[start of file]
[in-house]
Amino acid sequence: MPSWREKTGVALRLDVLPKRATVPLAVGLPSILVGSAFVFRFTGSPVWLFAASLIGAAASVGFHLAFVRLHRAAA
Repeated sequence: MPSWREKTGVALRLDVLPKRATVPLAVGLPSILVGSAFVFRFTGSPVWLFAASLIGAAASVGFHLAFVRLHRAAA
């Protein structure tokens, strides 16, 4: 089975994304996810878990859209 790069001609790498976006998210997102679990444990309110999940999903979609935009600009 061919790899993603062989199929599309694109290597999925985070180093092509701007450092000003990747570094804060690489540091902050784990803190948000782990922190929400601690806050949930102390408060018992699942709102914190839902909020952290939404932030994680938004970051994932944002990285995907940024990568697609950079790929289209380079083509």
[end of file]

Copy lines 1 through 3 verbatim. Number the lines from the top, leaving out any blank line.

[in-house]
Amino acid sequence: MPSWREKTGVALRLDVLPKRATVPLAVGLPSILVGSAFVFRFTGSPVWLFAASLIGAAASVGFHLAFVRLHRAAA
Repeated sequence: MPSWREKTGVALRLDVLPKRATVPLAVGLPSILVGSAFVFRFTGSPVWLFAASLIGAAASVGFHLAFVRLHRAAA